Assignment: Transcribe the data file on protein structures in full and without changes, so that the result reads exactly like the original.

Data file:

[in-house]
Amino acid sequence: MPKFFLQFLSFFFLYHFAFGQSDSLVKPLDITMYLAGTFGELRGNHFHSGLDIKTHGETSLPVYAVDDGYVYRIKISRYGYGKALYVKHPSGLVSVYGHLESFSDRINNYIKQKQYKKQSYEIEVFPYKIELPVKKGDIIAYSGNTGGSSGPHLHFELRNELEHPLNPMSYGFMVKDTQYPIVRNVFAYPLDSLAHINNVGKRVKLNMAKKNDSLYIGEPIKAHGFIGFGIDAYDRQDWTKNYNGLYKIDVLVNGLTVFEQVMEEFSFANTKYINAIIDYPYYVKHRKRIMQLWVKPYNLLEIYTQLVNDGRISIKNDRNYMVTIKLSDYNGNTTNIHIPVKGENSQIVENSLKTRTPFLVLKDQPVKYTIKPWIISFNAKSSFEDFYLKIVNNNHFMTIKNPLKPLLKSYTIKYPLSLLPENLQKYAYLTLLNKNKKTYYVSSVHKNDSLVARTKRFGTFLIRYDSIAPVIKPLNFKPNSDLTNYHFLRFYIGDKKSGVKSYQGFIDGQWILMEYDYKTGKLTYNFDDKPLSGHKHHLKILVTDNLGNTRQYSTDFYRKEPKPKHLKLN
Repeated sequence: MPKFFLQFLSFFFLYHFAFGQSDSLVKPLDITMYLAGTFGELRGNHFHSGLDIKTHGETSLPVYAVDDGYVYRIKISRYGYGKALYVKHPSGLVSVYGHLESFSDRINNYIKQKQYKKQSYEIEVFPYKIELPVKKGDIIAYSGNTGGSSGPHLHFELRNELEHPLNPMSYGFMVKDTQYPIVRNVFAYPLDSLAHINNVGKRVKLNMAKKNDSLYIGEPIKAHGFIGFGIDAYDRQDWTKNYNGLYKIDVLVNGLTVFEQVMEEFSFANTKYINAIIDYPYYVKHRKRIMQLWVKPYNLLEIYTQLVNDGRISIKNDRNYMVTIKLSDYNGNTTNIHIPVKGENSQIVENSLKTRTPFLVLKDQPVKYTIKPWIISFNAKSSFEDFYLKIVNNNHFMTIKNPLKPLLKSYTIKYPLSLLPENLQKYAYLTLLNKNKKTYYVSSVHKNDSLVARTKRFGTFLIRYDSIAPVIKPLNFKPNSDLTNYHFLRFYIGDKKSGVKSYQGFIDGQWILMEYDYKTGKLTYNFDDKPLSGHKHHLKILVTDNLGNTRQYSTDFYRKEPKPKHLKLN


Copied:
[in-house]
Amino acid sequence: MPKFFLQFLSFFFLYHFAFGQSDSLVKPLDITMYLAGTFGELRGNHFHSGLDIKTHGETSLPVYAVDDGYVYRIKISRYGYGKALYVKHPSGLVSVYGHLESFSDRINNYIKQKQYKKQSYEIEVFPYKIELPVKKGDIIAYSGNTGGSSGPHLHFELRNELEHPLNPMSYGFMVKDTQYPIVRNVFAYPLDSLAHINNVGKRVKLNMAKKNDSLYIGEPIKAHGFIGFGIDAYDRQDWTKNYNGLYKIDVLVNGLTVFEQVMEEFSFANTKYINAIIDYPYYVKHRKRIMQLWVKPYNLLEIYTQLVNDGRISIKNDRNYMVTIKLSDYNGNTTNIHIPVKGENSQIVENSLKTRTPFLVLKDQPVKYTIKPWIISFNAKSSFEDFYLKIVNNNHFMTIKNPLKPLLKSYTIKYPLSLLPENLQKYAYLTLLNKNKKTYYVSSVHKNDSLVARTKRFGTFLIRYDSIAPVIKPLNFKPNSDLTNYHFLRFYIGDKKSGVKSYQGFIDGQWILMEYDYKTGKLTYNFDDKPLSGHKHHLKILVTDNLGNTRQYSTDFYRKEPKPKHLKLN
Repeated sequence: MPKFFLQFLSFFFLYHFAFGQSDSLVKPLDITMYLAGTFGELRGNHFHSGLDIKTHGETSLPVYAVDDGYVYRIKISRYGYGKALYVKHPSGLVSVYGHLESFSDRINNYIKQKQYKKQSYEIEVFPYKIELPVKKGDIIAYSGNTGGSSGPHLHFELRNELEHPLNPMSYGFMVKDTQYPIVRNVFAYPLDSLAHINNVGKRVKLNMAKKNDSLYIGEPIKAHGFIGFGIDAYDRQDWTKNYNGLYKIDVLVNGLTVFEQVMEEFSFANTKYINAIIDYPYYVKHRKRIMQLWVKPYNLLEIYTQLVNDGRISIKNDRNYMVTIKLSDYNGNTTNIHIPVKGENSQIVENSLKTRTPFLVLKDQPVKYTIKPWIISFNAKSSFEDFYLKIVNNNHFMTIKNPLKPLLKSYTIKYPLSLLPENLQKYAYLTLLNKNKKTYYVSSVHKNDSLVARTKRFGTFLIRYDSIAPVIKPLNFKPNSDLTNYHFLRFYIGDKKSGVKSYQGFIDGQWILMEYDYKTGKLTYNFDDKPLSGHKHHLKILVTDNLGNTRQYSTDFYRKEPKPKHLKLN